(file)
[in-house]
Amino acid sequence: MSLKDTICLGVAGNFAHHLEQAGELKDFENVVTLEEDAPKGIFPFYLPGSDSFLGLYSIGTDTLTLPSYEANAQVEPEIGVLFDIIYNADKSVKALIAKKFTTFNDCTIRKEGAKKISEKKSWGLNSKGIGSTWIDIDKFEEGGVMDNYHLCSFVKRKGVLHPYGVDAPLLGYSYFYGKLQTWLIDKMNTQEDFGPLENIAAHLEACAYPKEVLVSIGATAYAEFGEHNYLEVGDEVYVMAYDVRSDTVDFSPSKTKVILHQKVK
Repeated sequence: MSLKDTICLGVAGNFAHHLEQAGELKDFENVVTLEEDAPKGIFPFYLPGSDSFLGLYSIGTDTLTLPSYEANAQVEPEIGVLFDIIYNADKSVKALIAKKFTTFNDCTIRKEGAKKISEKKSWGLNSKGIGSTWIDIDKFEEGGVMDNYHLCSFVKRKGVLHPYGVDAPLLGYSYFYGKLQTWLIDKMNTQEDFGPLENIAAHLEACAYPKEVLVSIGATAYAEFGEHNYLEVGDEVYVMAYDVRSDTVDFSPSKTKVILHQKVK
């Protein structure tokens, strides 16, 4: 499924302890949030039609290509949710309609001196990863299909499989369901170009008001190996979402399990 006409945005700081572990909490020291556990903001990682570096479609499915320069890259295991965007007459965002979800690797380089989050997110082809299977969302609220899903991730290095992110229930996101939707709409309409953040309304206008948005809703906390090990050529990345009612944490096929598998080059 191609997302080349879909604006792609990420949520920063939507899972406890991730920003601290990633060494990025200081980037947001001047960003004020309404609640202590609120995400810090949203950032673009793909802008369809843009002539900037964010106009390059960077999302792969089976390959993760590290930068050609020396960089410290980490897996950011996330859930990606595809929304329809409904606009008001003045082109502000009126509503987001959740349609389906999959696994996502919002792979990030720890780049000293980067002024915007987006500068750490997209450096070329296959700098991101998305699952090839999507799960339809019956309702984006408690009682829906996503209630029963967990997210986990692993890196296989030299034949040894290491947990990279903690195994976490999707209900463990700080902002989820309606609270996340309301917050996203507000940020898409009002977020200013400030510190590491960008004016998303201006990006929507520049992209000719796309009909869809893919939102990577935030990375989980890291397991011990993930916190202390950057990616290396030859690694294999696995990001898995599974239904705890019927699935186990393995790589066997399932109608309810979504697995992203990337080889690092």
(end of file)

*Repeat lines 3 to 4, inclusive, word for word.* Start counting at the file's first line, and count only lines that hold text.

Repeated sequence: MSLKDTICLGVAGNFAHHLEQAGELKDFENVVTLEEDAPKGIFPFYLPGSDSFLGLYSIGTDTLTLPSYEANAQVEPEIGVLFDIIYNADKSVKALIAKKFTTFNDCTIRKEGAKKISEKKSWGLNSKGIGSTWIDIDKFEEGGVMDNYHLCSFVKRKGVLHPYGVDAPLLGYSYFYGKLQTWLIDKMNTQEDFGPLENIAAHLEACAYPKEVLVSIGATAYAEFGEHNYLEVGDEVYVMAYDVRSDTVDFSPSKTKVILHQKVK
């Protein structure tokens, strides 16, 4: 499924302890949030039609290509949710309609001196990863299909499989369901170009008001190996979402399990 006409945005700081572990909490020291556990903001990682570096479609499915320069890259295991965007007459965002979800690797380089989050997110082809299977969302609220899903991730290095992110229930996101939707709409309409953040309304206008948005809703906390090990050529990345009612944490096929598998080059 191609997302080349879909604006792609990420949520920063939507899972406890991730920003601290990633060494990025200081980037947001001047960003004020309404609640202590609120995400810090949203950032673009793909802008369809843009002539900037964010106009390059960077999302792969089976390959993760590290930068050609020396960089410290980490897996950011996330859930990606595809929304329809409904606009008001003045082109502000009126509503987001959740349609389906999959696994996502919002792979990030720890780049000293980067002024915007987006500068750490997209450096070329296959700098991101998305699952090839999507799960339809019956309702984006408690009682829906996503209630029963967990997210986990692993890196296989030299034949040894290491947990990279903690195994976490999707209900463990700080902002989820309606609270996340309301917050996203507000940020898409009002977020200013400030510190590491960008004016998303201006990006929507520049992209000719796309009909869809893919939102990577935030990375989980890291397991011990993930916190202390950057990616290396030859690694294999696995990001898995599974239904705890019927699935186990393995790589066997399932109608309810979504697995992203990337080889690092």